Although minor redness, swelling and soreness can be expected after getting a nose piercing, more serious signs of infection can include intense pain or throbbing, burning sensations around the piercing, green or yellow discharge, or a bad odor coming from the piercing site.
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If you develop any of these symptoms around your nose piercing or are otherwise concerned, it’s always best to get the problem checked out by a medical professional.
Infected Nose Piercing: Signs and Symptoms
It would be nice if everyone was able to tell with a simple glance if their nose piercing was infected or not. Yet, unfortunately, that’s not always the case. It can be tricky figuring out if a nose piercing is simply irritated or if a true infection has set in.
Here are some of the things you could expect to see in an infected nose piercing:
You can expect redness on your nose after you’ve had it pierced. That’s a common side effect of having a hole put through your nose. Although, if you notice the redness isn’t going away or if you see any red streaks that seem to branch out from the piercing site, you’ll want to up your aftercare commitment just in case it’s infected.
If you see a strange bump or excessive swelling around your nose piercing, it could mean that an infection has settled in.
Infections tend to hurt, sometimes a lot. If your pain level seems to be going up instead of down, something’s probably not right. Try to remember if you’ve snagged your nose jewelry recently. That could account for the higher pain level. If nothing comes to mind, keep a close eye on it for any other sign that an infection might be developing.
You can have some discharge from your nose piercing in the first week or so. There’s no need to sound the alarm if you see that. However, if it seems to be increasing in volume and frequency, and the discharge has morphed from clear to yellow or another color, an infection is most likely. A funky smell from the discharge is another warning sign of infection.
If you noticea bump on or around the nose piercing, it’s a possible sign of infection. If the bump seems a bit oozy, or if it is red, hot to the touch and/or painful, it’s even more likely to be an infection.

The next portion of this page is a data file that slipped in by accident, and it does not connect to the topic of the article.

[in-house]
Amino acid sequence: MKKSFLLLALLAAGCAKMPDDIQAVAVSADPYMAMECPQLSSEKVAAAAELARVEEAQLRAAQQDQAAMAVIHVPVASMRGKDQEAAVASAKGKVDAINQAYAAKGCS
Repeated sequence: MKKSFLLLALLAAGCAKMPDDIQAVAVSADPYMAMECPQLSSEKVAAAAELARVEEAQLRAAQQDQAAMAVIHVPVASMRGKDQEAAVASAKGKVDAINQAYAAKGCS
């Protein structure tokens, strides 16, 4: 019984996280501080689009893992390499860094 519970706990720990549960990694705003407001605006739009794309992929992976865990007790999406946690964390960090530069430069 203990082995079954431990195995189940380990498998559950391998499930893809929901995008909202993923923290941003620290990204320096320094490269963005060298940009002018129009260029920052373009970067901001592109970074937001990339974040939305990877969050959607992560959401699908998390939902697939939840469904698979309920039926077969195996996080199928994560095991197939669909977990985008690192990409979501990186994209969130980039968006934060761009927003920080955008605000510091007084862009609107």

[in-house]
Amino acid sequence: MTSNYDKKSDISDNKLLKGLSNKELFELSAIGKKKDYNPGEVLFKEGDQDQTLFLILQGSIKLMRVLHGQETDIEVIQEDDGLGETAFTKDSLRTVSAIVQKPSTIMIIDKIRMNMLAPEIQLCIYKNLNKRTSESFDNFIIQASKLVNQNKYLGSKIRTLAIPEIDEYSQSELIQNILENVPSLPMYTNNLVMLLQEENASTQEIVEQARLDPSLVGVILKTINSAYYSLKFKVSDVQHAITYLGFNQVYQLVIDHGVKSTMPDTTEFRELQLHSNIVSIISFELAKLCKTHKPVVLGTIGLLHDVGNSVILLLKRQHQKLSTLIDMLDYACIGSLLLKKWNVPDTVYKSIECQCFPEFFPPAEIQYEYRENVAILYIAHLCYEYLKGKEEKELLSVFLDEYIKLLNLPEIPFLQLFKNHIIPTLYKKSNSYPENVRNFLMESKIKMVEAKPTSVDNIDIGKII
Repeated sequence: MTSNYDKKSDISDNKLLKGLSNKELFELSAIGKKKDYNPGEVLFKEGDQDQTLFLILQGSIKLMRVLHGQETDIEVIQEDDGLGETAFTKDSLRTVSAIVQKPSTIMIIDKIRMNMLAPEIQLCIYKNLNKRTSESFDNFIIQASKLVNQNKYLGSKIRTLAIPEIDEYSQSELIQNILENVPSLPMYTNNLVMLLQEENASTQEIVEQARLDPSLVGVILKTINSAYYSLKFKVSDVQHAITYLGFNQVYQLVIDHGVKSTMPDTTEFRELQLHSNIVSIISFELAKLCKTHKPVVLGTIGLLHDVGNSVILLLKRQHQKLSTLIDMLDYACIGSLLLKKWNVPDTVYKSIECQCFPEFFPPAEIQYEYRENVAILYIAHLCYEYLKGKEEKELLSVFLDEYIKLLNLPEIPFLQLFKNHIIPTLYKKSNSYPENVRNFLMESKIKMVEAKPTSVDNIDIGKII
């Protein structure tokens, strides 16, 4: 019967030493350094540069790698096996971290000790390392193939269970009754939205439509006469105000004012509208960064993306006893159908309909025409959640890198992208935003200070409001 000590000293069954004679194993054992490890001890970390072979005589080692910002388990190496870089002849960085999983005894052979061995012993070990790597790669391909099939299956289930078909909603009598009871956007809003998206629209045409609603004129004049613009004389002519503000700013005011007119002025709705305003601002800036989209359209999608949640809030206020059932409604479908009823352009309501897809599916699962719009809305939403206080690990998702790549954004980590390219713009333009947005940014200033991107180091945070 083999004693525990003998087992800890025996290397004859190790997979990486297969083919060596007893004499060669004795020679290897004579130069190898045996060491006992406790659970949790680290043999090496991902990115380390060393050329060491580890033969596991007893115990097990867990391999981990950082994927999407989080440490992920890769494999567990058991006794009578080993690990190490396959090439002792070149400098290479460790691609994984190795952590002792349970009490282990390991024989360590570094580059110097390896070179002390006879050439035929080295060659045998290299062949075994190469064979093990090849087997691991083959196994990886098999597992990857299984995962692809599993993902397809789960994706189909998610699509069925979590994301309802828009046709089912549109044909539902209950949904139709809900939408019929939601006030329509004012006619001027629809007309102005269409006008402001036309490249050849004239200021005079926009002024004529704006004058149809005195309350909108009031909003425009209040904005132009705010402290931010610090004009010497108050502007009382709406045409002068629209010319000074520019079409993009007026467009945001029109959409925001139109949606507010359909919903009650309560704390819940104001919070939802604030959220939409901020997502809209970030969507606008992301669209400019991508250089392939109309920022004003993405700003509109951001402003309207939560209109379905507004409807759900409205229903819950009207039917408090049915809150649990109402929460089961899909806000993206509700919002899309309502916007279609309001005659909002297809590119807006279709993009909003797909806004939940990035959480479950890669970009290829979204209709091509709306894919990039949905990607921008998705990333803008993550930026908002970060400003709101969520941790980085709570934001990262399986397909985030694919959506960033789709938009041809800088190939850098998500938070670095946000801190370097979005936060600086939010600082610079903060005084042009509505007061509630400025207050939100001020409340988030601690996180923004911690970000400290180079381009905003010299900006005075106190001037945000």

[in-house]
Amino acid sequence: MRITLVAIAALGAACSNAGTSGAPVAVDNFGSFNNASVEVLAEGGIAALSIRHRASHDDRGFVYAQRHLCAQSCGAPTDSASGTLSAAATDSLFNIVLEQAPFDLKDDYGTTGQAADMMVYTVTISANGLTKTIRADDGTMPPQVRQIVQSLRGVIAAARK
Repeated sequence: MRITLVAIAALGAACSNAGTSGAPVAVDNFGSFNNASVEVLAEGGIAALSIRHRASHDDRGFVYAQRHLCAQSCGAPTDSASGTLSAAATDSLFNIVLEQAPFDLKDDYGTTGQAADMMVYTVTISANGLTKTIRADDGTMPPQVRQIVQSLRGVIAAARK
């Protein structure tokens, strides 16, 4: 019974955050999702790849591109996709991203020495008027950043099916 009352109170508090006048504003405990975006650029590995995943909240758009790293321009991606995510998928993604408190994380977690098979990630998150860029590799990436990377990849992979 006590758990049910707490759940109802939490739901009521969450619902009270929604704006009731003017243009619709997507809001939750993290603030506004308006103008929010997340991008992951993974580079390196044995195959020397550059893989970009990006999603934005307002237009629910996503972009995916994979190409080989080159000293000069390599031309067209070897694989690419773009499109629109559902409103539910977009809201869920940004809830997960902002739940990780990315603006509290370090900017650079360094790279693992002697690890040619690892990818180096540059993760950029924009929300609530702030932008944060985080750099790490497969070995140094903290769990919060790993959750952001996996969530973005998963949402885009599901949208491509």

You should take any bumps you find seriously. Even if they aren’t an infection, they aren’t exactly the look you were going for. If you have any doubts about what it is, ask your piercer.
The first thing you should do is stop irritating the infection with anything you might be putting on your skin.
If you wear makeup, like foundation or concealer, you need to skip putting it on the piercing site. It can be tempting to load up the foundation to that area so you can hide what’s going on and still look normal to the outside world. Nevertheless, if you’re putting makeup on the piercing site, you’re really throwing fuel on the fire.
You should also make sure to skip any face lotions or creams on that site.
The next step is to begin cleaning the infected area. Make sure you wash your hands thoroughly with plenty of soap and water. You should be doing more than just a quick rub and rinse. Take your time and make sure you’re really scrubbing those hands up well.
When it comes time to dry them, use a clean paper towel since cloth towels can be a great hangout for bacteria.
Use a Q-tip dampened with warm water to gently begin cleaning any crust from the piercing site. Once that crust has been kicked to the curb, take a cotton ball dipped in a saline solution. The solution is easy to make – just take about one-fourth of a teaspoon of sea salt and add a few ounces of hot water.
Before you dunk your cotton ball in the hot water, give it a couple of minutes to fully dissolve the sea salt and let the water cool a little so you don’t scald yourself.
Once your cotton ball is wet, squeeze it out a little to remove the extra water. Then firmly place it against your piercing site. Keep holding it onto your nose until the cotton ball cools off. Then you’ll throw that cotton ball away and do the exact same thing with another one.
Keep up this process until you’ve had a wet cotton ball against your nose for a minimum of five minutes. The salt water is good for your infection and the warmth of the water will help drain out any pus or discharge that is building up.
After you have finished with the cotton balls, rinse the piercing site with some clean, warm water and pat it dry with a paper towel. You should continue to do this twice a day.
You can try this homecare as long as the infection doesn’t appear too severe. If you notice your infection getting worse, you should call your doctor for an appointment.
A fever indicates the infection is spreading throughout your body and that means it’s no longer just a nuisance; it could potentially become dangerous to your overall health.
Here are some of the factors that can influence who ends up being the unlucky one with the infection:
Using a Piercing Gun
One great way to cut back on your infection risk is to make sure your piercer doesn’t use a piercing gun. A hollow needle should be used instead because it is gentler on the tissue and it doesn’t cause as much damage.